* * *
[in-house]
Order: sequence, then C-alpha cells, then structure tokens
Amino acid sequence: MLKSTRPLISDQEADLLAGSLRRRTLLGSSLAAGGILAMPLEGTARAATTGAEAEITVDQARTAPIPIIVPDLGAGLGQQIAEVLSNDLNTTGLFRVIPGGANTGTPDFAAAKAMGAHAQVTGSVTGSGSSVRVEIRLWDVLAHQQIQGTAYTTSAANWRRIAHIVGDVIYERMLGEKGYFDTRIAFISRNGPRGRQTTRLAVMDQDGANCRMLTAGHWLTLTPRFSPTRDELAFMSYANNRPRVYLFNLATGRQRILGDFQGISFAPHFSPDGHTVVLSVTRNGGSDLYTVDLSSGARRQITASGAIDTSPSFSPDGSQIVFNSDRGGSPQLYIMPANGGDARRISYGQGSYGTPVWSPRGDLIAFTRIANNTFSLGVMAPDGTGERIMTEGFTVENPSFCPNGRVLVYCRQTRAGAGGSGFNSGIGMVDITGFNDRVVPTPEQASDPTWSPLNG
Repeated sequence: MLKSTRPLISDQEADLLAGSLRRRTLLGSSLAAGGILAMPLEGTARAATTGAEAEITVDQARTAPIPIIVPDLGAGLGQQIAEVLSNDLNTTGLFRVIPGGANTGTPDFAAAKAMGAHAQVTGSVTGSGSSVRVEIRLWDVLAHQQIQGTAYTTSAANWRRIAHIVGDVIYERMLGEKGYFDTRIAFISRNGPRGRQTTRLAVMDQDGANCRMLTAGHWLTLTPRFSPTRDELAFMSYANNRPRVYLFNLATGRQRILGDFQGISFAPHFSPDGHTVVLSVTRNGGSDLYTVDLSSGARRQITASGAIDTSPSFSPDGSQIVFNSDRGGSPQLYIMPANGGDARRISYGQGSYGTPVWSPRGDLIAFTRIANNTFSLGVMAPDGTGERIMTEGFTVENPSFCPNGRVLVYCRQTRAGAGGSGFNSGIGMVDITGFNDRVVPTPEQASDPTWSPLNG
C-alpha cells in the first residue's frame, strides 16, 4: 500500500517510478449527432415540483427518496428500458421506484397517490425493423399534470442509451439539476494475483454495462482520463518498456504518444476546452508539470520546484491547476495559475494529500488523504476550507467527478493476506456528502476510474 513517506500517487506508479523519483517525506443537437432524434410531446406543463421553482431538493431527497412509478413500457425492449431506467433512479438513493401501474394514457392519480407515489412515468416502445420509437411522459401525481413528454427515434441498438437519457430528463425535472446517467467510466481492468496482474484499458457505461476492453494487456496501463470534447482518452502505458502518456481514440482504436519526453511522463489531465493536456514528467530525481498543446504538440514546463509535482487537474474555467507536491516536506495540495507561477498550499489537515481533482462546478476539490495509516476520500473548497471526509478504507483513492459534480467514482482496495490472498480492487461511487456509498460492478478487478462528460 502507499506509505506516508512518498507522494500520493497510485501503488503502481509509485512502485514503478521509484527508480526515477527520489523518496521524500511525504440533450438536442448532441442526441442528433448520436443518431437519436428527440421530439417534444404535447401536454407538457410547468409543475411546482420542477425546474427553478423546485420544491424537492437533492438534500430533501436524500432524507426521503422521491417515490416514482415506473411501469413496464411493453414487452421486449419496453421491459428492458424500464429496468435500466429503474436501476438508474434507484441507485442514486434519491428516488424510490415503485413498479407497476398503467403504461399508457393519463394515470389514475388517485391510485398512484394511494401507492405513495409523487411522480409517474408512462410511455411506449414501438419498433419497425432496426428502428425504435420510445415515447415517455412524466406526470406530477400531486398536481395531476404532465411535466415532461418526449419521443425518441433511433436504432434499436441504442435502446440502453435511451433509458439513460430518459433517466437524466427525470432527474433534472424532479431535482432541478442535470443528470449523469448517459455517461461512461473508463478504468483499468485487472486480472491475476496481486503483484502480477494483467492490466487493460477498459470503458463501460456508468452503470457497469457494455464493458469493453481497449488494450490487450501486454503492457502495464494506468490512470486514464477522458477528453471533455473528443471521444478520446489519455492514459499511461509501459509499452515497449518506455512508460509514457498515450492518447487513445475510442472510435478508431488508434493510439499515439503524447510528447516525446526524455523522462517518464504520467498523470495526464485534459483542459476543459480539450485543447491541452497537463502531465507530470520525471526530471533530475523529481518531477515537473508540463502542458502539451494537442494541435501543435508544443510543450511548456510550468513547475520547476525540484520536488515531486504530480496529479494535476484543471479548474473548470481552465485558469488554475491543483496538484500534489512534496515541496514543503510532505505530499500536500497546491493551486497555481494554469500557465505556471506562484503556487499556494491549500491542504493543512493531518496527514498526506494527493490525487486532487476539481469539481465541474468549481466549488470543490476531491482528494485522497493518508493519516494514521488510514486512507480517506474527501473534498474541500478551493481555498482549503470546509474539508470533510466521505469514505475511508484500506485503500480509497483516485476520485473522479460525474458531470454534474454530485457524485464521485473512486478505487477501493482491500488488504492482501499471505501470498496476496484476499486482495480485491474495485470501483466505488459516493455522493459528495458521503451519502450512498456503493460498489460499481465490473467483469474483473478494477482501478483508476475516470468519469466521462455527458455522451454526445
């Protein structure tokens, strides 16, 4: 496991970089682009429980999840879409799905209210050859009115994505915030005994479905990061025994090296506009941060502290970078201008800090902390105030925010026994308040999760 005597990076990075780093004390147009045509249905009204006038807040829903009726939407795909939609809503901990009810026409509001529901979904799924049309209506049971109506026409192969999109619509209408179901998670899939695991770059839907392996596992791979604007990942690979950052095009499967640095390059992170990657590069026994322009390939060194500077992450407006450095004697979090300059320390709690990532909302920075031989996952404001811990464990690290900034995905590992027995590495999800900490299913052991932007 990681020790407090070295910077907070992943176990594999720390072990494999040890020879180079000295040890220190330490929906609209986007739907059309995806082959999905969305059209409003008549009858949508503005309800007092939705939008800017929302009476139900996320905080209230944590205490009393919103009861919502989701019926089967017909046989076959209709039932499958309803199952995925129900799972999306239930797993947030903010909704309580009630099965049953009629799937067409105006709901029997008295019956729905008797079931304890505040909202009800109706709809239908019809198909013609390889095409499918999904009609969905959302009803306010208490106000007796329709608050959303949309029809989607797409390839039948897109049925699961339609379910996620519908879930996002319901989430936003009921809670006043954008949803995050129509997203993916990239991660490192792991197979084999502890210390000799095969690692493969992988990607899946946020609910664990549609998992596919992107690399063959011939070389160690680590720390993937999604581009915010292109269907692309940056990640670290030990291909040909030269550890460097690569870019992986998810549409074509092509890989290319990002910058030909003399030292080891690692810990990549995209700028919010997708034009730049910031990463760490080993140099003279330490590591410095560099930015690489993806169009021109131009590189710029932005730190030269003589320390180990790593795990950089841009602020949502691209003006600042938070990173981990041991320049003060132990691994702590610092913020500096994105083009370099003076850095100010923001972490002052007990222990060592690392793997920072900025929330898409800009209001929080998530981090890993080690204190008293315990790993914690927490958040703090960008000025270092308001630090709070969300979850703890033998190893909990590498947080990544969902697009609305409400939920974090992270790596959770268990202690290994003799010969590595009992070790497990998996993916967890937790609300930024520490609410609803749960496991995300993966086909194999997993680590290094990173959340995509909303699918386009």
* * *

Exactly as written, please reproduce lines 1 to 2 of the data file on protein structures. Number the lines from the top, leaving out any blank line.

[in-house]
Order: sequence, then C-alpha cells, then structure tokens